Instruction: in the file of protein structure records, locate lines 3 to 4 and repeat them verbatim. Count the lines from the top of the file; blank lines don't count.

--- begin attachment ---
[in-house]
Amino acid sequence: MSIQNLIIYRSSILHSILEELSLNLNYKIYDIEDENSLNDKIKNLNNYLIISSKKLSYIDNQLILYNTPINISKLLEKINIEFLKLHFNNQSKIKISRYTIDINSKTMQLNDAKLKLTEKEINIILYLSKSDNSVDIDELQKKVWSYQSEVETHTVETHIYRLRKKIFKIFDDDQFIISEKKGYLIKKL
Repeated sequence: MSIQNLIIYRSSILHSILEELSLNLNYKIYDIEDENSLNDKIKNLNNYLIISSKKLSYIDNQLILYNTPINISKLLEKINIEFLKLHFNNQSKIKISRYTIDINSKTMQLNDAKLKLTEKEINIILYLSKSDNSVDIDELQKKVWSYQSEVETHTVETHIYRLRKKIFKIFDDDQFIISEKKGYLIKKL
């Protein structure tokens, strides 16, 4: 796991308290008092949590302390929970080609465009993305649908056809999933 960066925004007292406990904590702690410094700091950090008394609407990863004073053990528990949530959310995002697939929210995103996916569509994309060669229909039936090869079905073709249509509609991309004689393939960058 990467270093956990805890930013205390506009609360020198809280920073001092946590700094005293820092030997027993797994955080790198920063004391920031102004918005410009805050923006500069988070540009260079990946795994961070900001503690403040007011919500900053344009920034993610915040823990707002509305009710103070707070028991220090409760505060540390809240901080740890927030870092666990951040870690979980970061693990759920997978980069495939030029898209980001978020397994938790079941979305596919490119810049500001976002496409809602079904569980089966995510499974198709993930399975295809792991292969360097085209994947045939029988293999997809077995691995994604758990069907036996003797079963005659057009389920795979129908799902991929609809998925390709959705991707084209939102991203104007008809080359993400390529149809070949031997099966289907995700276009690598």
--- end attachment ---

Repeated sequence: MSIQNLIIYRSSILHSILEELSLNLNYKIYDIEDENSLNDKIKNLNNYLIISSKKLSYIDNQLILYNTPINISKLLEKINIEFLKLHFNNQSKIKISRYTIDINSKTMQLNDAKLKLTEKEINIILYLSKSDNSVDIDELQKKVWSYQSEVETHTVETHIYRLRKKIFKIFDDDQFIISEKKGYLIKKL
């Protein structure tokens, strides 16, 4: 796991308290008092949590302390929970080609465009993305649908056809999933 960066925004007292406990904590702690410094700091950090008394609407990863004073053990528990949530959310995002697939929210995103996916569509994309060669229909039936090869079905073709249509509609991309004689393939960058 990467270093956990805890930013205390506009609360020198809280920073001092946590700094005293820092030997027993797994955080790198920063004391920031102004918005410009805050923006500069988070540009260079990946795994961070900001503690403040007011919500900053344009920034993610915040823990707002509305009710103070707070028991220090409760505060540390809240901080740890927030870092666990951040870690979980970061693990759920997978980069495939030029898209980001978020397994938790079941979305596919490119810049500001976002496409809602079904569980089966995510499974198709993930399975295809792991292969360097085209994947045939029988293999997809077995691995994604758990069907036996003797079963005659057009389920795979129908799902991929609809998925390709959705991707084209939102991203104007008809080359993400390529149809070949031997099966289907995700276009690598």